pine-cotton grass peat occurs at the depth interval of 1.18
- 1.39 m (Figure 3). Although these bogs are located
comparatively close to each other (distance 12 km), their
local conditions for peat formation have been different.
Basic peat properties were analyzed, using peat ele-
mental (C, H, N, O, S) composition. The elemental com-
position of the studied peat cores are summarized in
Figure 4, Table 1. The ash contents in the studied bogs
range between 0.30% ± 0.05% and 6.10% ± 0.05%, with
an average content of 1.8 ± 0.05. The C concentrations
range from 40 to 55%, H—from 5.4% to 6.7%, N—from
0.5% to 1.5%, S—from 0.2% to 1.7% and O—from 38%
to 49%. The elemental composition of peat in Eipurs Bog
is comparatively variable and reflects changes in the peat
decomposition degree and peat types. C concentration in
peat is increasing starting from the depth of 1 m up to the
level of 53% and then again decreasing. H concentrations
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Formation and Changes of Humic Acid Properties during Peat Humification Process within Ombrotrophic Bogs 103
Figure 2. Peat stratigraphy in Eipurs bog.
Figure 3. Peat stratigraphy in Dzelve bog.
Figure 4. Elemental composition of peat in Eipurs bog.
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Formation and Changes of Humic Acid Properties during Peat Humification Process within Ombrotrophic Bogs
Table 1. Peat decomposition degree and elemental composition of peat in Dzelve bog.
Depth, cm Decomposition, % C % H % N % S % O/C H/C N/C
5 12 44.77 5.91 0.73 0.89 0.80 1.58 0.014
105 14 45.68 5.78 0.53 0.88 0.77 1.52 0.010
160 12 46.05 5.81 0.55 0.88 0.76 1.51 0.010
205 10 45.53 5.60 0.47 0.81 0.78 1.47 0.009
240 9 44.84 5.47 0.45 0.88 0.81 1.46 0.009
305 13 47.42 5.75 0.76 0.87 0.72 1.45 0.014
320 12 45.73 5.55 0.62 1.22 0.77 1.45 0.012
325 24 44.73 5.44 0.60 0.64 0.82 1.46 0.012
335 30 52.10 5.20 1.51 0.73 0.58 1.20 0.025
340 38 52.70 5.20 1.70 0.77 0.56 1.18 0.028
350 >60 55.53 6.20 1.23 1.19 0.48 1.34 0.019
demonstrate a significantly higher variability. Changes in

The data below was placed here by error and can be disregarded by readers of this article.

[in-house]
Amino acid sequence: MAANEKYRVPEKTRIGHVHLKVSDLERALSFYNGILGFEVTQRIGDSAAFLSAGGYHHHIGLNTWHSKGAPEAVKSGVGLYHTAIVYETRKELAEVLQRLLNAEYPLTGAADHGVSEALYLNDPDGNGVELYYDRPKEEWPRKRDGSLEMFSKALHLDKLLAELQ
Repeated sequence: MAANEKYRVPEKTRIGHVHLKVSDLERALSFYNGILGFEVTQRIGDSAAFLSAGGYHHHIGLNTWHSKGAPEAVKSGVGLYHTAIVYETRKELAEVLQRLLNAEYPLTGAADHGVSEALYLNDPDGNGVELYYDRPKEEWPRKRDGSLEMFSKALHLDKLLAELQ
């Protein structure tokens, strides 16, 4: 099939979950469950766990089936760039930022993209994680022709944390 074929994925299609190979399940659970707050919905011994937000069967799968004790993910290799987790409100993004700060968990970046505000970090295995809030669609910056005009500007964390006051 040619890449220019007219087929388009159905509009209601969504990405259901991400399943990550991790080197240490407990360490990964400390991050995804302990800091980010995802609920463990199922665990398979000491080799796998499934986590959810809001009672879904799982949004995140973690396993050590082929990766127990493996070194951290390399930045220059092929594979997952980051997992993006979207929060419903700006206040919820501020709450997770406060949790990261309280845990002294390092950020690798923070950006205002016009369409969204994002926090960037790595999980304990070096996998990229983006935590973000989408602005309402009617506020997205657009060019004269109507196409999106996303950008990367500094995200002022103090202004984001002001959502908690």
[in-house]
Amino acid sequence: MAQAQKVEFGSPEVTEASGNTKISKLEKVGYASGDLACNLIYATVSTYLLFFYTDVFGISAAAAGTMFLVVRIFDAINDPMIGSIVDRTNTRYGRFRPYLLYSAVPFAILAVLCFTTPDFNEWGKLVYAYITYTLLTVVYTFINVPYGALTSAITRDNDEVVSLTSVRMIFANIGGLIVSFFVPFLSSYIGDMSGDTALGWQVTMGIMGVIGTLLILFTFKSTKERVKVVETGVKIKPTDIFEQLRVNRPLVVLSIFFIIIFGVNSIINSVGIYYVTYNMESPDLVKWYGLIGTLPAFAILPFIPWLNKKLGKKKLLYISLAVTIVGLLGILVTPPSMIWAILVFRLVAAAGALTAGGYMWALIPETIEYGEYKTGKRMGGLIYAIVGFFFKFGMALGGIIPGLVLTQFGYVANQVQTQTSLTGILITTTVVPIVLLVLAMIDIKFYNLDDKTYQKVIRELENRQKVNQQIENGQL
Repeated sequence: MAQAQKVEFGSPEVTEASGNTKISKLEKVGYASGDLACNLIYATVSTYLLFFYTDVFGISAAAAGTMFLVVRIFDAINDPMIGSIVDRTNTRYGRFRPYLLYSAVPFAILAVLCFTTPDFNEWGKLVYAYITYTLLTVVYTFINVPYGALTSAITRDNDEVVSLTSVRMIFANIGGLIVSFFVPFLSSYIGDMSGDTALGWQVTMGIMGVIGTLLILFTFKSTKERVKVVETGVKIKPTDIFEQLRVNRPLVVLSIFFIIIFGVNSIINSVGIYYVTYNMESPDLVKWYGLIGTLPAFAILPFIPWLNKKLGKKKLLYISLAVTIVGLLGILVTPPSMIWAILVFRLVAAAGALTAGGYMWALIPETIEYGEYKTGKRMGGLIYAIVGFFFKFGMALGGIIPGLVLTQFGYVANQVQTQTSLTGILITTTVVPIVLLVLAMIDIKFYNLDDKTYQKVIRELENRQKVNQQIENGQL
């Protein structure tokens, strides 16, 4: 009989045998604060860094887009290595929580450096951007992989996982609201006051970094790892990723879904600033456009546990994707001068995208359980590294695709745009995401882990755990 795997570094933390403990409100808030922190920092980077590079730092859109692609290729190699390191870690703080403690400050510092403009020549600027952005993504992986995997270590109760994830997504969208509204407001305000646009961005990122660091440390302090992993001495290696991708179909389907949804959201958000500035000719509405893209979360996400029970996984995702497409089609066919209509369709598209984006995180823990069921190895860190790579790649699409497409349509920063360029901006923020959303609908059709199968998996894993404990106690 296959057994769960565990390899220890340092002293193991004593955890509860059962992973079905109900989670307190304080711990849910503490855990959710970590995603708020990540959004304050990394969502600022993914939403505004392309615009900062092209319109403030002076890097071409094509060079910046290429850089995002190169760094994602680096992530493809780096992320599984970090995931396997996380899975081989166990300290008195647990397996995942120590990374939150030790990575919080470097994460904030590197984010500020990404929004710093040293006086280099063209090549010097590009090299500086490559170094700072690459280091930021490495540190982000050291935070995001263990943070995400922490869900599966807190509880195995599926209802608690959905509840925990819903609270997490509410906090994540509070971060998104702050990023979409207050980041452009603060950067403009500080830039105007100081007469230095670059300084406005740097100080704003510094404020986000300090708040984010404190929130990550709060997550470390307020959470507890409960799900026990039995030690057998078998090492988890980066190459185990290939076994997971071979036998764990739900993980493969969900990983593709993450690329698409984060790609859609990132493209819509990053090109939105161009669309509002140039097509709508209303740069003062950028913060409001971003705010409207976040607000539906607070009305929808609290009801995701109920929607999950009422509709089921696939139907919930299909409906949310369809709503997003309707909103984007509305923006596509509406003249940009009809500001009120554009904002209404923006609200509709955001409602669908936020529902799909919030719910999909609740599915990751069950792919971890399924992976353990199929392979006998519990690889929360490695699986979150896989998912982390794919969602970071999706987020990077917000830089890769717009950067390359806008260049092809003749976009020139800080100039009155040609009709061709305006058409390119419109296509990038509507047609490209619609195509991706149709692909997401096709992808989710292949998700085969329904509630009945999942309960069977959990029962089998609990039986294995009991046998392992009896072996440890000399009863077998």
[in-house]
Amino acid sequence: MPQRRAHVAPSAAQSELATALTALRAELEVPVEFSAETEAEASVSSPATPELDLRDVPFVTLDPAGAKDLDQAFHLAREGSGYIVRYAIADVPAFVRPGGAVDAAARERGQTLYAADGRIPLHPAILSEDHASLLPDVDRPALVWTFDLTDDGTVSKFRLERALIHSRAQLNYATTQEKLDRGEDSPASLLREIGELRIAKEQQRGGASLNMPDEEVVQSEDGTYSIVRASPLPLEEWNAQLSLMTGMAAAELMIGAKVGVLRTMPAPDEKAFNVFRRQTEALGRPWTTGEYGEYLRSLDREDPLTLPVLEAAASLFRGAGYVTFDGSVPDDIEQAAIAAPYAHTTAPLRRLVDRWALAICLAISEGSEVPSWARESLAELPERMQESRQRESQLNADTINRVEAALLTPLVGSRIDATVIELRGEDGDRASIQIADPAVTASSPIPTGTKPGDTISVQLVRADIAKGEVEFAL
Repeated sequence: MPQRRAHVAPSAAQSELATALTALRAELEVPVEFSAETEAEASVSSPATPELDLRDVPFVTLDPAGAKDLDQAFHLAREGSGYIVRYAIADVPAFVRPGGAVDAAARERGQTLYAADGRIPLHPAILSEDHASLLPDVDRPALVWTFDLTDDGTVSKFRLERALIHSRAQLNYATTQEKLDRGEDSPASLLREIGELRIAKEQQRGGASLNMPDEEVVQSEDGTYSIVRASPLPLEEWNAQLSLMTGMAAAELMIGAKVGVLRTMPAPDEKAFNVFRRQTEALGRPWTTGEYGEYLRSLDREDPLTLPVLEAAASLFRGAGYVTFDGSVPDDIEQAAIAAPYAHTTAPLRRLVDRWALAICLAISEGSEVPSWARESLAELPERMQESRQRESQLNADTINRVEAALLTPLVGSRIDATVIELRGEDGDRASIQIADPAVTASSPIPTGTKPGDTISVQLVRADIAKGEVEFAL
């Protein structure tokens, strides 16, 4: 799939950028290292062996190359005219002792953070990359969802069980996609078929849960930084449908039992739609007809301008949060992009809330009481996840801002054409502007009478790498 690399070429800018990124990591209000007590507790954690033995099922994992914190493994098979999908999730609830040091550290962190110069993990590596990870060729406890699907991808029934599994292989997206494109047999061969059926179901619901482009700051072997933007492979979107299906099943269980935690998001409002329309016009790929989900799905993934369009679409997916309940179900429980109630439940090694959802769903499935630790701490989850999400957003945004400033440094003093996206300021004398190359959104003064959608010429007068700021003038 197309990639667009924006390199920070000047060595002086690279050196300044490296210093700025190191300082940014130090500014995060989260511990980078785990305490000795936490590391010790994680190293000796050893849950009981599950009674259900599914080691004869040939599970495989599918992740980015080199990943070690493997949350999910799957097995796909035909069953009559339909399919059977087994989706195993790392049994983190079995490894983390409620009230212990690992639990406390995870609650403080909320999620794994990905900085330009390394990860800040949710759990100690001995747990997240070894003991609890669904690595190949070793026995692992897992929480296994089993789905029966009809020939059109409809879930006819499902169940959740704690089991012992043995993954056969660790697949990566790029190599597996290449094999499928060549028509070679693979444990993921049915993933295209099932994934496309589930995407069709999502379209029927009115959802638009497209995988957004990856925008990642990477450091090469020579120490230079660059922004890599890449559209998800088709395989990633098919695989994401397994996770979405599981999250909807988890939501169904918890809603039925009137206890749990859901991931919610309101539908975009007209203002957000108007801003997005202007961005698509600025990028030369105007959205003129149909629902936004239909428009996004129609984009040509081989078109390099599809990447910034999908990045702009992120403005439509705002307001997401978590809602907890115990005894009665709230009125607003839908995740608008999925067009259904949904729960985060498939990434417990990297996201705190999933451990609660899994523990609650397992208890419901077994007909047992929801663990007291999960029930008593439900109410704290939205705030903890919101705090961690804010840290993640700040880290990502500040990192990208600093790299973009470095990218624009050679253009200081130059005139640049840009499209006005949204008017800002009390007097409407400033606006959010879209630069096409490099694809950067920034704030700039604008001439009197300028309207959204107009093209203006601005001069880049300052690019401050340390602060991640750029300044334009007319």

N concentrations (increased in the upper and lower hori-
zons of the bog, and also demonstrating increased values
coinciding with the changes in the peat composition and
formation conditions) could be associated with changes
in the peat botanical composition and decomposition
degree. S concentrations are significantly lower just in a
few upper centimeters of the peat bog and comparatively
stable along the peat column. At the same time, the ele-
mental composition (Table 1) of Dzelve Bog is very
much different, and it largely reflects the peat column
composition: C content in the upper layers is much lower
(~45%) and comparatively uniform up to the depth of
3.25 m; then, it rapidly increases, reaching 55% for
highly decomposed peat.
The elemental ratio (Table 1, Figure 5) is much more
informative than the elemental composition of peat. N/C
ratio can be considered as a good indicator of the humi-
fication process at first due to specific microbial activity
in the anaerobic, acidic environment and enrichment of
the peat mass with nitrogen-containing compounds of ba-
cterial origin [7]. This ratio can be efficiently used as a
measure of peat degradation. The decreasing N/C ratios
indicate increasing peat decomposition (due to microbial
decay) and vice versa. H/C ratio is an index of molecular
complexity (and also of aromaticity), and it ranges from
1.6 to 1.2 [13]. It is relatively constant with depth; below
50 cm, it decreases. O/C ratio, for its part, is considered
as an indicator of carbohydrate and carboxylic group
contents and can be directly related to aromatization of
the peat-forming organic matter [13]. O/C ratio decreases
with depth; however, the values of this indicator are high
in the layers with higher decomposition degrees.
H/C and O/C values are rather fluctuating around the
average values common for peat and do not reflect high
variability of peat decomposition and high diversity
(Figure 2) of precursor living biota. N/C ratio in general
increases with the depth of the peat core, and this ratio is
high in the upper layer (possibly due to the presence of
proteinaceous materials of living organic matter). Sig-
nificant fluctuations follow with increasing depth (start-
ing from 250 cm). After that, the values of N/C ratio in-
crease again for more decomposed peat layers. This find-
ing demonstrates that the atomic ratio is only of a limited
value for study of the humification process due to the
significant impact of the original plant composition and
peat formation conditions.
The data of elemental analysis can also be used for
calculating the hydrogen deficiency and oxidation de-
gree ω indexes [17]. However, in this case, these in-
dexes have only weak relations with the high variability
of peat properties in the peat core of Eipurs Bog, and the
peat hydrogen deficiency and the degree of oxidation ω
can be considered as relatively homogeneous (Figure 6)
within studied peat profiles.
3.2. Peat Humification Character
Studying the transformation (humification) of living
organic material is of utmost importance for better under-
standing of carbon biogeochemical cycling. From this
perspective, studies of peat diagenesis within profiles and
identification of correlations among peat properties (age,
decomposition degree, botanical composition, elemental
and functional composition), peat humification and pro-
perties of humic acids isolated from peat are needed.
Such studies can help describe the process of humifi-
cation at a molecular level, supporting the development
of new knowledge of chemical and biochemical proce-